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Mozambican President Filipe Nyusi on Saturday, in the northern port city of Nacala, launched an integrated project for the development of rural roads (IFRDP), which is intended to improve the condition of rural roads in ten districts, five in the northern province of Nampula, and five in the central province of Zambezia.
Speaking at the launch ceremony, Nyusi said the project will benefit Memba, Namapa, Monapo, Mossuril and Mogincual districts in Nampula, and Pebane, Maganja da Costa, Chinde, Morrumbala and Lugela, in Zambezia.
The project also involves the rehabilitation of 35 kilometres of the main north-south highway (EN1) between Nicoadala and Namacurra in Zambezia, and a further 35 kilometres of the N10 highway that links the provincial capital, Quelimane, to Nicoadala.
The project intends to rehabilitate and maintain 2,000 kilometres of roads in the five Zambezia districts, and 1,670 kilometres in Nampula. It is expected to benefit directly about 2.2 million people.
This rehabilitation will cost 185 million US dollars – 35 million dollars from the Mozambican state budget, and 150 million dollars donated by the World Bank.
The purpose of the project, Nyusi explained, is to improve accessibility by road to allow people to move around easily, particularly in rural areas that face serious problems of access. He expected the project to lead to greater national and regional mobility, increased rural transport of people and goods, reduced costs of travel and of vehicle maintenance, and higher incomes for rural households.
Nyusi called on the National Road Administration (ANE), the Nampula and Zambezia provincial governments, and the governments of the ten districts benefitting from the project to collaborate to ensure its success.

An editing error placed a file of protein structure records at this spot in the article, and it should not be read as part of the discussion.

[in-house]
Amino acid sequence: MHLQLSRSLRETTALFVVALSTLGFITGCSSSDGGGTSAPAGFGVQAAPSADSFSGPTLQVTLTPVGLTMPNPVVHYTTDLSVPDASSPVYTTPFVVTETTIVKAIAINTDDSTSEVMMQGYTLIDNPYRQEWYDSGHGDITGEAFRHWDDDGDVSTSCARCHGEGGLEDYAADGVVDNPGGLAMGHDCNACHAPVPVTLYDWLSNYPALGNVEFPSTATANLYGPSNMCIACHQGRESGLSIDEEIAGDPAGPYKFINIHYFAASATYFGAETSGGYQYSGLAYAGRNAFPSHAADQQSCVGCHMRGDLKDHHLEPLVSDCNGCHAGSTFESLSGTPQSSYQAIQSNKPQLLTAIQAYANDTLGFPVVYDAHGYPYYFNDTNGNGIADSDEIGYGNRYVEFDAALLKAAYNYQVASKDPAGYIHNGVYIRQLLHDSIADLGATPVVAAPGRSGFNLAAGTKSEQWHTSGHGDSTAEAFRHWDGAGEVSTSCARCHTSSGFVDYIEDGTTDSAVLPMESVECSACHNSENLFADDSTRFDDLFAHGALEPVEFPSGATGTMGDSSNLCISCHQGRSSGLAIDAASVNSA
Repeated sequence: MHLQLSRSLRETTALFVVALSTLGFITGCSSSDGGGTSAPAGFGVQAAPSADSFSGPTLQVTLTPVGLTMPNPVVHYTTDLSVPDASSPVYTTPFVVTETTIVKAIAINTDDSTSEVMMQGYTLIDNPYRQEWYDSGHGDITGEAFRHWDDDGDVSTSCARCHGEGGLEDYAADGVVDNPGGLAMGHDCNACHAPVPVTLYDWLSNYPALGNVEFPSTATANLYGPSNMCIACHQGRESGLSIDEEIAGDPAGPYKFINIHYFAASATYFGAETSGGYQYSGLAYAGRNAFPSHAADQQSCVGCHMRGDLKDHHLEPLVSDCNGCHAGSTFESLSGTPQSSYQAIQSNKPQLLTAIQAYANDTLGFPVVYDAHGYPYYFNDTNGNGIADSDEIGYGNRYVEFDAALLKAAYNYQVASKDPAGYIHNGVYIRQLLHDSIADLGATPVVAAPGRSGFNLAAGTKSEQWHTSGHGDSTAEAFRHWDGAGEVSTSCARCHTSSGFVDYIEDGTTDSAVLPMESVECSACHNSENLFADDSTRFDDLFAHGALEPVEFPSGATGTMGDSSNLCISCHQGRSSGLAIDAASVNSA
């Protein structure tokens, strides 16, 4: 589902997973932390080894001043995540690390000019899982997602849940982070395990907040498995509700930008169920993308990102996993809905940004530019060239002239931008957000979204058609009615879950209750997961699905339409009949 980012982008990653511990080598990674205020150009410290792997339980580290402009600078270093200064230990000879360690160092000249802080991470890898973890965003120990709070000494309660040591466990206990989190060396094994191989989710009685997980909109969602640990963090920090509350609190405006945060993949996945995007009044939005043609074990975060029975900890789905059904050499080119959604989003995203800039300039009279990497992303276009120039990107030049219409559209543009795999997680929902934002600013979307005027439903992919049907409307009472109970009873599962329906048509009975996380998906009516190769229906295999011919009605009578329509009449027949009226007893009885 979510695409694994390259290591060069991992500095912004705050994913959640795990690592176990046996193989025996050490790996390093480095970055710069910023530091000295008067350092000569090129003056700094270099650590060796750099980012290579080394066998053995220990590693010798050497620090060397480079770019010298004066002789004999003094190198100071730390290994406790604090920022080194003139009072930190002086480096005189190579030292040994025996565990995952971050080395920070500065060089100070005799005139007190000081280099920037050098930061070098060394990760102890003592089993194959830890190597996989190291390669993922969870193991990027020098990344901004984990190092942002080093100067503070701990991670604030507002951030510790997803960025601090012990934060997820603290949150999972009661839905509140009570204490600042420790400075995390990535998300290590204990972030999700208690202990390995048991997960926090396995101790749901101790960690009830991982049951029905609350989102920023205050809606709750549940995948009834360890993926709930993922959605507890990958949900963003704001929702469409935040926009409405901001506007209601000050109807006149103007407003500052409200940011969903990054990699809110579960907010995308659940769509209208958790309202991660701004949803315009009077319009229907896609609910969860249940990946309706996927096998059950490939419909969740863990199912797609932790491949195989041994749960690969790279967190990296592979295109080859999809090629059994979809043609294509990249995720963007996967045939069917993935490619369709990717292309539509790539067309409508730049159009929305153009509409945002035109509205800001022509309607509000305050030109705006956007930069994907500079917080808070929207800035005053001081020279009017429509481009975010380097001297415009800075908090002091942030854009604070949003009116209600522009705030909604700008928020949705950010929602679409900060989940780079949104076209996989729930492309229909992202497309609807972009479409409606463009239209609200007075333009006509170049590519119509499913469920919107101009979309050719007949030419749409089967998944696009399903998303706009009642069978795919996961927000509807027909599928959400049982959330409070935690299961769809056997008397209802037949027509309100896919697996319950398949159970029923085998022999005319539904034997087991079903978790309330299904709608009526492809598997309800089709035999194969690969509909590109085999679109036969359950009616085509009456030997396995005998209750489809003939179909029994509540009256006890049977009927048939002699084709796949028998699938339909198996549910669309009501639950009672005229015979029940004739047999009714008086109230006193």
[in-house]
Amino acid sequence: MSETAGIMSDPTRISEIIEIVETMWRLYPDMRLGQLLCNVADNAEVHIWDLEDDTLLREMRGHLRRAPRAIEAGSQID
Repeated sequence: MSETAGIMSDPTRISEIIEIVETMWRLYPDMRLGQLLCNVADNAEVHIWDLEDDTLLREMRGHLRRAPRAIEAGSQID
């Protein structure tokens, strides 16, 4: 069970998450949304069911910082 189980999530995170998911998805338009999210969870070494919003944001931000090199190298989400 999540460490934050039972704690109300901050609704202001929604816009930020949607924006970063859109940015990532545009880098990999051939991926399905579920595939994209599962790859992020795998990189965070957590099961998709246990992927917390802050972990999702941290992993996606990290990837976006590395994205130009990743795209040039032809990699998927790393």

He also urged the people living in the ten districts to cooperate, and warned that “some people may come to stir up agitation in order to make the rehabilitation and maintenance of roads difficult, for reasons that only they know”.
The World Bank country director, Mark Lundell, told the ceremony the Bank is interested “in supporting this initiative of the government in its effort to connect communities and to liberate the economic potential that better roads will allow in Zambezia and Nampula”.
Lundell noted that although average household incomes have increased in Mozambique, the lowest growth has been in Zambezia and Nampula. “One of the fundamental goals of this project”, he said, “is that improving the roads should support economic activity and productivity, and improve means of livelihood”.
He also stressed the need for better road safety, pointing out that Mozambique has one of the highest rates of mortality in traffic accidents in the world. “We need to do everything possible to reduce the number of 8,000 lives lost on the roads every year”.
Nyusi also inaugurated a new Health Science Institute in Nacala, built with Japanese support. Japan provided 90 million US dollars for the new Institute.
The President stressed that “the health of the public is very important to the government”, and to ensure that “we must bank on human capital”. Hence the government would continue to invest in training more health workers, particularly in Nampula province where the ratio is more than 1,000 people per health worker.
The institute has boarding facilities to accommodate 95 women and 95 men, and so it will recruit its students not only from Nacala, but also from other districts and provinces.
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